Like the world its protagonist comes to inhabit, it’s safe to say that Marvel’s fourteenth entry in its on-going cinematic universe exists on more than one level.
At its most basic level, Doctor Strange is a straight-forward and frankly formulaic origin story. A wealthy and arrogant genius suffers a grievous injury, the solution to which results in his gaining not only fantastic abilities, but a new outlook on life and sense of responsibility. You can’t even distinguish Stephen Strange from Tony Stark by facial hair. That being said, there’s nothing inherently wrong with sticking to a formula, what matters is how well that formula is executed, and that’s where Doctor Strange steps up.
The movie clocks in at a relatively compact 116 minutes, with the result that the plot shifts along nicely, with minimal extraneous material. Benedict Cumberbatch delivers well in the lead role, catching Strange’s initial arrogance, subsequent desperation and eventual growth with some aplomb. The supporting cast backs him up nicely, most notably Chiwetel Ejiofor as rule-bound fellow student Mordo and Benedict Wong as taciturn drill instructor / librarian Wong. Tilda Swinton largely transcends accusations of whitewashing with her enjoyably mercurial turn as Strange’s instructor, the Ancient One (and may well have saved the character from a bad case of stereotyping). Rachel McAdams feels a little under-served as Strange’s fellow surgeon (and former girlfriend), but provides helpful grounding for a decidedly mystical character. Finally, Mads Mikkelsen’s antagonist Kaecilius is unlikely to go down in history as one of the great villains, but nevertheless proves compelling as an intelligent and capable man, secure in the righteousness of his cause, all driven by Mikkelsen’s own considerable charisma.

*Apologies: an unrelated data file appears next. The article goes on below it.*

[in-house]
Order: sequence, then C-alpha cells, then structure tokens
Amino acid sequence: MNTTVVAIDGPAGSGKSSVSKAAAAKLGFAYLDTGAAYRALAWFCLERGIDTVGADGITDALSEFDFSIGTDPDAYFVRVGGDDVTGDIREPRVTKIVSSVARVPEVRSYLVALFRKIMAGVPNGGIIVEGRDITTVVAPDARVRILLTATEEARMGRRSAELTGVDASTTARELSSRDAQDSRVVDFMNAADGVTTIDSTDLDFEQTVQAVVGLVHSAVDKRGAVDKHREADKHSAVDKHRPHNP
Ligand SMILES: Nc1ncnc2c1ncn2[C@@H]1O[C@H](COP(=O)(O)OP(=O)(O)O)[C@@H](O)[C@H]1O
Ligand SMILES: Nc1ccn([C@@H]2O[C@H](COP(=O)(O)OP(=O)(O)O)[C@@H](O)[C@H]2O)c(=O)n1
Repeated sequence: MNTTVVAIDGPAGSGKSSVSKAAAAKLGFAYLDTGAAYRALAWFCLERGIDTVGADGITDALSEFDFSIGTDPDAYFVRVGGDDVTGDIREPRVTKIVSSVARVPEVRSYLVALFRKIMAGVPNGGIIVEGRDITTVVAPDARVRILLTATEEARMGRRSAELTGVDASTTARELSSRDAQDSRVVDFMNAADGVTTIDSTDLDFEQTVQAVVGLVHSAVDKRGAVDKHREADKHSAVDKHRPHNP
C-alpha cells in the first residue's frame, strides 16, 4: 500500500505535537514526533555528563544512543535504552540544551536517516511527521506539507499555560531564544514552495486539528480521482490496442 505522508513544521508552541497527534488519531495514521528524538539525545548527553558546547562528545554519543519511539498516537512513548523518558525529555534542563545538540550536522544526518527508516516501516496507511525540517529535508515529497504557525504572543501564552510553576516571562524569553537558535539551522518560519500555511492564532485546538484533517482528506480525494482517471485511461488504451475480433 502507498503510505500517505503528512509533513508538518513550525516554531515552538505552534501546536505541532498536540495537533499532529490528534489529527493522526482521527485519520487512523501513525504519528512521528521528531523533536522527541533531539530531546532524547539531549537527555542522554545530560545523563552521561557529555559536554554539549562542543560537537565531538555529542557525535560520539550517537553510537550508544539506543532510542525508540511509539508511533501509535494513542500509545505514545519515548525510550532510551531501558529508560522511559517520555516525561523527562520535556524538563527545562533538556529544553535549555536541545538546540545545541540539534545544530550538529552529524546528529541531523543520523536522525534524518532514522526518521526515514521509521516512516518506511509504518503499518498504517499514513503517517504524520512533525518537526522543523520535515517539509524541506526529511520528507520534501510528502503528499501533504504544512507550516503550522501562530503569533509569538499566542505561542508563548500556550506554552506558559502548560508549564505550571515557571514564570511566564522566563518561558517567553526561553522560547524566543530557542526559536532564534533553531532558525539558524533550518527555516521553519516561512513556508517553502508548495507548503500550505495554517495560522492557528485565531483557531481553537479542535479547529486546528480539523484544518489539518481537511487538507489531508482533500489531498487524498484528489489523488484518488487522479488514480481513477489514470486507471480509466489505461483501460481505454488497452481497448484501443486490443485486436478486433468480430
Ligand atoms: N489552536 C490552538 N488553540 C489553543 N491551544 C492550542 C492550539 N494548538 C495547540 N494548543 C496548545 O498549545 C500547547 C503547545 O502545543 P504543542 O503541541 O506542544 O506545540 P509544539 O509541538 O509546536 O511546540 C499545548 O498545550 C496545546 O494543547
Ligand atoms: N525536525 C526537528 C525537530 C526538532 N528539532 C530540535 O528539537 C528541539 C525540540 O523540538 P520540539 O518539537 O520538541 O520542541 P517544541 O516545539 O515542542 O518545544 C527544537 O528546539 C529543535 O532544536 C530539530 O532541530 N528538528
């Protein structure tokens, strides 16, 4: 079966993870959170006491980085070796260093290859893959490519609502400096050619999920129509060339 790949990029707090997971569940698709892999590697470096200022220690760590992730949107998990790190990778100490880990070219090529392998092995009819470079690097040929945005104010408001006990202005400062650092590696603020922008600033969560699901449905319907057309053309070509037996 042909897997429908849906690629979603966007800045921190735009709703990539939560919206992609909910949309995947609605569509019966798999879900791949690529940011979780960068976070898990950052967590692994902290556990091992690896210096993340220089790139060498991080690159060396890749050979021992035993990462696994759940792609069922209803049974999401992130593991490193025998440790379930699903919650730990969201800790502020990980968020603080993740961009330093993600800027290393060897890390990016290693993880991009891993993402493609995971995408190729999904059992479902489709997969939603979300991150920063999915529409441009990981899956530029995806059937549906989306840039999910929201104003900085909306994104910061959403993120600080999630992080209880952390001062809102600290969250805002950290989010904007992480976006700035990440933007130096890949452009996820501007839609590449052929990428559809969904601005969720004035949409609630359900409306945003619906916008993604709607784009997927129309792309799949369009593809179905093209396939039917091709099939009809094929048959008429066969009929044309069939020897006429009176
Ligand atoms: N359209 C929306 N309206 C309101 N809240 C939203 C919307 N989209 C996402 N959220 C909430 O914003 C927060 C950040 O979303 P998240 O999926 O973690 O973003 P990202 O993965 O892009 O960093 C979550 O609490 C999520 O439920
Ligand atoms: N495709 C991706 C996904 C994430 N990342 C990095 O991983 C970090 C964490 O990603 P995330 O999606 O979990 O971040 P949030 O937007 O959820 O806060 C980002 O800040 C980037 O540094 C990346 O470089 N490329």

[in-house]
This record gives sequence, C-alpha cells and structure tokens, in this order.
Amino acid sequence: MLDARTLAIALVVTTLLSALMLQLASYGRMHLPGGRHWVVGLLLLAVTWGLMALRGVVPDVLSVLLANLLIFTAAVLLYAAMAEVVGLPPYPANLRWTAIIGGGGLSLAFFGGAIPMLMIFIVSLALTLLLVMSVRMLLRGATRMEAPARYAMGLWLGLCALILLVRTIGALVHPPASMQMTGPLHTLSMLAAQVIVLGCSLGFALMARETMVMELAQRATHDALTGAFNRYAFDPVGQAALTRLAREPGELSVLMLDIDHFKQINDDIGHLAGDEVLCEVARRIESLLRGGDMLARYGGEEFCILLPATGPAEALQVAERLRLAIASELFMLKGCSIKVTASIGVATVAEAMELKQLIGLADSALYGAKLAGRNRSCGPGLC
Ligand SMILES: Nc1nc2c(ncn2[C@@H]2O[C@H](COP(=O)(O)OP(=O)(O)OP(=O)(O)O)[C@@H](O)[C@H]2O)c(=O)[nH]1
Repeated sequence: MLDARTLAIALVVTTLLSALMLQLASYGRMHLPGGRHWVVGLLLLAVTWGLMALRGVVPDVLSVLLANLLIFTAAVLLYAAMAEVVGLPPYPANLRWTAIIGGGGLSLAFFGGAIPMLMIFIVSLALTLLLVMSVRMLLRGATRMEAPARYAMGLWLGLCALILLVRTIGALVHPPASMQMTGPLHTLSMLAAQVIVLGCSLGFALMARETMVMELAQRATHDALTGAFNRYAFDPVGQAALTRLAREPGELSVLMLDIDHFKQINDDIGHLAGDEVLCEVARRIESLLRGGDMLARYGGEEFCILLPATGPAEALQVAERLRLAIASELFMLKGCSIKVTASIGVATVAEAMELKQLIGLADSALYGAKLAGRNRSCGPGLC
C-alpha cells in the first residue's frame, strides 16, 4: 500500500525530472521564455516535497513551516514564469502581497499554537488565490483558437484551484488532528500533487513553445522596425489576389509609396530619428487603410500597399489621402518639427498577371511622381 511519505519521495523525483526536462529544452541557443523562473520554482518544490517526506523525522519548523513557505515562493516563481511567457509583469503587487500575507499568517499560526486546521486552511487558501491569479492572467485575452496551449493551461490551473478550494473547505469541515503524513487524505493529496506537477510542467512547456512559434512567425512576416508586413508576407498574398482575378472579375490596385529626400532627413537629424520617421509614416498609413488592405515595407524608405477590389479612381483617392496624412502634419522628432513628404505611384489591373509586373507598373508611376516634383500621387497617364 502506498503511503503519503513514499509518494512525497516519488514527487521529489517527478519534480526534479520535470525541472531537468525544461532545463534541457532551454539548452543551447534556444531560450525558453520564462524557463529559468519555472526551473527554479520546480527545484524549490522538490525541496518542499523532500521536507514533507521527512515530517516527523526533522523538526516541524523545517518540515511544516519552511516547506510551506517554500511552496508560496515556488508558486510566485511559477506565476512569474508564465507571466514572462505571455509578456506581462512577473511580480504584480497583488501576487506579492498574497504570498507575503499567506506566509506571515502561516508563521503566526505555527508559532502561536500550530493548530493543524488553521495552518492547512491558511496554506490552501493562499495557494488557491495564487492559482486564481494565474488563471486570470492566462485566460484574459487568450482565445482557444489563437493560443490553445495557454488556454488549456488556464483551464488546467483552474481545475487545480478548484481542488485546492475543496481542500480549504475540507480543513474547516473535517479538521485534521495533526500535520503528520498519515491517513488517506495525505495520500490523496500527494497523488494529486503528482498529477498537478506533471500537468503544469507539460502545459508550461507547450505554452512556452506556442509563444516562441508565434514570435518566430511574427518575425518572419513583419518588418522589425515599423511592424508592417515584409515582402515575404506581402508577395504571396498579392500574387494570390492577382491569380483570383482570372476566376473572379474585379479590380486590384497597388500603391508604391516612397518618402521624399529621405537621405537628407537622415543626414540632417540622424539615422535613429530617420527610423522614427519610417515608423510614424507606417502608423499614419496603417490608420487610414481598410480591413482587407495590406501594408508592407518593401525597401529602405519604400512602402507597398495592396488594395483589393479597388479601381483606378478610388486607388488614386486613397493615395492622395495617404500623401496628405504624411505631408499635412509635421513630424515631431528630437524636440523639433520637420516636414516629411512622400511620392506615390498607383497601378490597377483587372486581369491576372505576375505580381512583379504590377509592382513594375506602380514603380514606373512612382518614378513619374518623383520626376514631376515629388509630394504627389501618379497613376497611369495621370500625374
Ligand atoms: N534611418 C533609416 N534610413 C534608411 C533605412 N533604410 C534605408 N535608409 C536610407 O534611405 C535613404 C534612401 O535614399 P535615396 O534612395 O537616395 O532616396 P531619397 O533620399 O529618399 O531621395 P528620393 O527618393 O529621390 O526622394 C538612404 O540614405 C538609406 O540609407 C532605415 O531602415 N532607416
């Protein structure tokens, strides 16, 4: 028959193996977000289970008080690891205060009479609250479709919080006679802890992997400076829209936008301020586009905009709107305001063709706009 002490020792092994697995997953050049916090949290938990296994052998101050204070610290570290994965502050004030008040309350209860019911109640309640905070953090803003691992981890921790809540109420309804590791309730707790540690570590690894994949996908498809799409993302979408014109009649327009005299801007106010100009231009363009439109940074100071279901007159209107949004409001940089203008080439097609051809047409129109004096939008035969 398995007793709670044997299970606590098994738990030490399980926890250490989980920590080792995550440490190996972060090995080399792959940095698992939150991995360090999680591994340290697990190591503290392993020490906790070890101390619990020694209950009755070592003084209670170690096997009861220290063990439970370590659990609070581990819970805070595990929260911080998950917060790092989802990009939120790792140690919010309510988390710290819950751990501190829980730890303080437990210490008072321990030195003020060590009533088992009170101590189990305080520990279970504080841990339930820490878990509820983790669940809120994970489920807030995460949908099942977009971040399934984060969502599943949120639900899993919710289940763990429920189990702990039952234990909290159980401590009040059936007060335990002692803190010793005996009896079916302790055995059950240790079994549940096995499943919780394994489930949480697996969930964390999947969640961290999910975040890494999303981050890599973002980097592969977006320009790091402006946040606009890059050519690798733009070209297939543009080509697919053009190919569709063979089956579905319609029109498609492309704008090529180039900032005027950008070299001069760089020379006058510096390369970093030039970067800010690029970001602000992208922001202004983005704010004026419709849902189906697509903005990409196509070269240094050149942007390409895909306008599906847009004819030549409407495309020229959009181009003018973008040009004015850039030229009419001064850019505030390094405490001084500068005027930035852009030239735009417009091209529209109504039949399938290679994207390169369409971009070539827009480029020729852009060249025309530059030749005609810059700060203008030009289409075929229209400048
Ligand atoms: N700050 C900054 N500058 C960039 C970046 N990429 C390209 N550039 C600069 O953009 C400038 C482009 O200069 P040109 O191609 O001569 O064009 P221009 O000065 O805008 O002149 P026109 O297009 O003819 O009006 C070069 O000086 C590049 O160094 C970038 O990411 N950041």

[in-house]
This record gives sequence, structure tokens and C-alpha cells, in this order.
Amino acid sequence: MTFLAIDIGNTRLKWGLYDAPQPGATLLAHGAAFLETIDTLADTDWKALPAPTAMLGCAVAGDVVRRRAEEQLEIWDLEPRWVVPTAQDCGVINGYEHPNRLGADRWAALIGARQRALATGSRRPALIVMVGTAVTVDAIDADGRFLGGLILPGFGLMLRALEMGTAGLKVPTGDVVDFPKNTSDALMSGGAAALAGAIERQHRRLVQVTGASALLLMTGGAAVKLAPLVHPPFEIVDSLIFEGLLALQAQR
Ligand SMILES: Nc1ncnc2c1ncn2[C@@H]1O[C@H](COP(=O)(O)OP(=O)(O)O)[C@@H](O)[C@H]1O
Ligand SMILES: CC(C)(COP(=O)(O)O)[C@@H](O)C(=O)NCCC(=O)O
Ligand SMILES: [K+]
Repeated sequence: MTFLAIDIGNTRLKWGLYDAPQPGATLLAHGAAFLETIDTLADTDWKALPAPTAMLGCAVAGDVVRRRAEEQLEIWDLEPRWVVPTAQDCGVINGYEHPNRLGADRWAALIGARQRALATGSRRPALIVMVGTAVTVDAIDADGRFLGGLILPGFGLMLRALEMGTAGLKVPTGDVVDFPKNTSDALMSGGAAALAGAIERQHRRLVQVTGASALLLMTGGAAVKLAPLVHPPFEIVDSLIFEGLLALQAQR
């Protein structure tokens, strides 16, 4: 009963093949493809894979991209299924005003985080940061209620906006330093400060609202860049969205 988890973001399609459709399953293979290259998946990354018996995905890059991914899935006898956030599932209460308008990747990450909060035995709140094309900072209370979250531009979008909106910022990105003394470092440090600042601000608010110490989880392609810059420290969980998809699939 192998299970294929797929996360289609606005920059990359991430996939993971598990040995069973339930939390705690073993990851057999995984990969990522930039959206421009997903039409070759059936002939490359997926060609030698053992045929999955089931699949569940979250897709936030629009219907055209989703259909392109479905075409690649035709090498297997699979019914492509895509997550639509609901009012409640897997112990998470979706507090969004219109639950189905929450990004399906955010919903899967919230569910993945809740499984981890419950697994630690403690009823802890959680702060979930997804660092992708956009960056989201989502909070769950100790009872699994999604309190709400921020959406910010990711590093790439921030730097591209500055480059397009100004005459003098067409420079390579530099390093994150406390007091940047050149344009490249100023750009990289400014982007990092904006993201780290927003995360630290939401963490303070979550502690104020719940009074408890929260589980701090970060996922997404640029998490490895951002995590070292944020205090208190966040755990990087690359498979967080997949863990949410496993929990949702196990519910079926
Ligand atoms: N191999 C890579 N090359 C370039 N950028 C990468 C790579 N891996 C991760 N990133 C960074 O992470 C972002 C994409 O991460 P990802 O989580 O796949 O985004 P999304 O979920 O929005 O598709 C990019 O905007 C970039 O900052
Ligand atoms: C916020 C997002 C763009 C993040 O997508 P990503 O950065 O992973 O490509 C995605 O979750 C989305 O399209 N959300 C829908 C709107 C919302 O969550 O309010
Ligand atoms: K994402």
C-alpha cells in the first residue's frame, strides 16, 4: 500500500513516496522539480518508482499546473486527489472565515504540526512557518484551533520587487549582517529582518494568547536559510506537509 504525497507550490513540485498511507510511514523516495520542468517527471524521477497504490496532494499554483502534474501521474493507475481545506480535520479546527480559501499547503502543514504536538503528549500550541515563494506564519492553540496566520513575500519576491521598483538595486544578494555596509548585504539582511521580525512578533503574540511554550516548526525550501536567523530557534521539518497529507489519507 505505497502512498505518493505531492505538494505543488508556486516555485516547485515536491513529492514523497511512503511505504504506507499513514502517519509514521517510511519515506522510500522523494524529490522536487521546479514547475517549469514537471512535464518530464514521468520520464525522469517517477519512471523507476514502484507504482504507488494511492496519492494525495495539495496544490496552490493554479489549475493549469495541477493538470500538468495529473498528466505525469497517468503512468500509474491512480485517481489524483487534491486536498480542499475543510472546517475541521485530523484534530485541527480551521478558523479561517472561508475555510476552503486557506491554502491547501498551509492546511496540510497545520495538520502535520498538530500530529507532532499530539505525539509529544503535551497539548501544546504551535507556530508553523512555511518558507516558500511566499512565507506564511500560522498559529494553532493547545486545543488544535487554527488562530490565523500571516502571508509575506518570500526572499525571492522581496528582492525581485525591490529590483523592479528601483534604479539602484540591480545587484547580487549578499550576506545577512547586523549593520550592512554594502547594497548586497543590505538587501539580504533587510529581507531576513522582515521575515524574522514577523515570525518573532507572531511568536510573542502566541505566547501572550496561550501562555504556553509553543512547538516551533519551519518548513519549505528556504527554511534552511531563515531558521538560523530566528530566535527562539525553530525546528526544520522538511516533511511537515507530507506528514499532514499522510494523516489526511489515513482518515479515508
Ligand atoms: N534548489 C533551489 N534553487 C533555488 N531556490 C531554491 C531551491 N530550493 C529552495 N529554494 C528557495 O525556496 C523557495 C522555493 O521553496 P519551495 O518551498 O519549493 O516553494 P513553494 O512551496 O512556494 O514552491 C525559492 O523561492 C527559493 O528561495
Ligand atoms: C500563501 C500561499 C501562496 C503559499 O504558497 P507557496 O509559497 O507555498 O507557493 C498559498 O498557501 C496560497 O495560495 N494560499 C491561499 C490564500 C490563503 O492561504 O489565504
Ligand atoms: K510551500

As far back as its first issues in the early sixties, the comic book has been noted for madly trippy visuals depicting the various adventures that the good Doctor finds himself on, and the movie pulls no punches in following suit, leading to some quite remarkable visuals as buildings fold, shift and turn, gravity and time become options and otherworldly dimensions are visited. It’s easily Marvel’s best work in this area, with only Guardians of the Galaxy maybe coming close, and has the side-effect of making this one of the rare movies where seeing it in 3D is something I would actively recommend.
The movie deals with some fairly dark material in places; unusually for a Marvel origin story, which normally deal with relatively small and personal stakes, the end of the world is in the offing, but the script builds in enough humour to offset this, with most characters getting some snarking in at some point. For a Marvel movie at this point in their ongoing masterplan, it’s also unusually standalone; while the Avengers are mentioned directly and a couple of asides appear to reference other aspects of the MCU, nobody from any prior movie appears in the main body of the film. Not that much of a shock, given that this is the first movie to step into the mystical side of things, but it gives the movie a certain freshness.
For my money, this is one of Marvel’s best movies, combining a solid script, strong performances, extraordinary visuals and some genuinely inventive action sequences. I can’t see myself not seeing this again at least once, and would strongly recommend it to anyone with any vague interest in the genre.